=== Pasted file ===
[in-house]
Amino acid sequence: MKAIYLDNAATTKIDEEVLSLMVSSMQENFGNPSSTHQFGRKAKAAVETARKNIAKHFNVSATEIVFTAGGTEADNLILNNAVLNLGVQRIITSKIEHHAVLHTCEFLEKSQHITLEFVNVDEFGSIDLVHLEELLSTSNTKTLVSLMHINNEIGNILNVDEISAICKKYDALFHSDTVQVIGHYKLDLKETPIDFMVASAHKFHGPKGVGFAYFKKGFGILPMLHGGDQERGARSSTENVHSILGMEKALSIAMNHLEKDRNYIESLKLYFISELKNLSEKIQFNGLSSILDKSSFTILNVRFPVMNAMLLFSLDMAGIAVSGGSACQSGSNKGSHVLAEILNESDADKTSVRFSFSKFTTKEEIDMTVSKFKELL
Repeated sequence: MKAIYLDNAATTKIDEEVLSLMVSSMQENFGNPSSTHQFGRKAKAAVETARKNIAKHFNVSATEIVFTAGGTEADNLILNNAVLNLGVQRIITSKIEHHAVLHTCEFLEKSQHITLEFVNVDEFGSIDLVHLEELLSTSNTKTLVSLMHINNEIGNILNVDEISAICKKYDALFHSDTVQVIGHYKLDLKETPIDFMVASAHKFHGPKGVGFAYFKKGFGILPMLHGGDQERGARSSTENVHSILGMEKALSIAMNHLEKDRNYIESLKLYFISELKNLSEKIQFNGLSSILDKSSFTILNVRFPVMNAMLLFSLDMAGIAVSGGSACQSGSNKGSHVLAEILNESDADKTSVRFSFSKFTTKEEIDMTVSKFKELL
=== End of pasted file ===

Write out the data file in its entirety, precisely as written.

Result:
[in-house]
Amino acid sequence: MKAIYLDNAATTKIDEEVLSLMVSSMQENFGNPSSTHQFGRKAKAAVETARKNIAKHFNVSATEIVFTAGGTEADNLILNNAVLNLGVQRIITSKIEHHAVLHTCEFLEKSQHITLEFVNVDEFGSIDLVHLEELLSTSNTKTLVSLMHINNEIGNILNVDEISAICKKYDALFHSDTVQVIGHYKLDLKETPIDFMVASAHKFHGPKGVGFAYFKKGFGILPMLHGGDQERGARSSTENVHSILGMEKALSIAMNHLEKDRNYIESLKLYFISELKNLSEKIQFNGLSSILDKSSFTILNVRFPVMNAMLLFSLDMAGIAVSGGSACQSGSNKGSHVLAEILNESDADKTSVRFSFSKFTTKEEIDMTVSKFKELL
Repeated sequence: MKAIYLDNAATTKIDEEVLSLMVSSMQENFGNPSSTHQFGRKAKAAVETARKNIAKHFNVSATEIVFTAGGTEADNLILNNAVLNLGVQRIITSKIEHHAVLHTCEFLEKSQHITLEFVNVDEFGSIDLVHLEELLSTSNTKTLVSLMHINNEIGNILNVDEISAICKKYDALFHSDTVQVIGHYKLDLKETPIDFMVASAHKFHGPKGVGFAYFKKGFGILPMLHGGDQERGARSSTENVHSILGMEKALSIAMNHLEKDRNYIESLKLYFISELKNLSEKIQFNGLSSILDKSSFTILNVRFPVMNAMLLFSLDMAGIAVSGGSACQSGSNKGSHVLAEILNESDADKTSVRFSFSKFTTKEEIDMTVSKFKELL